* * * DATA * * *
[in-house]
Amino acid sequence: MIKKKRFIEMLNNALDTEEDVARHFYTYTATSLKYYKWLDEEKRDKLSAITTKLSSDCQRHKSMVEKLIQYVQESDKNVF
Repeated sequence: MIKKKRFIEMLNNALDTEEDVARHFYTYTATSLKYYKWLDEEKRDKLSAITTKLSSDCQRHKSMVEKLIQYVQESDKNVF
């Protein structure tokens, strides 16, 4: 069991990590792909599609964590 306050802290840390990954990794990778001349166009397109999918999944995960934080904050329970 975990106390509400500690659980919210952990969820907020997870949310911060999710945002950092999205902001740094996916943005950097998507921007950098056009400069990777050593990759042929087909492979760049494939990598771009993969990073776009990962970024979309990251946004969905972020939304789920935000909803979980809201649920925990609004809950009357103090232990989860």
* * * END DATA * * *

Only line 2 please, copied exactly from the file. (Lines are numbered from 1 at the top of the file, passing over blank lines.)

Amino acid sequence: MIKKKRFIEMLNNALDTEEDVARHFYTYTATSLKYYKWLDEEKRDKLSAITTKLSSDCQRHKSMVEKLIQYVQESDKNVF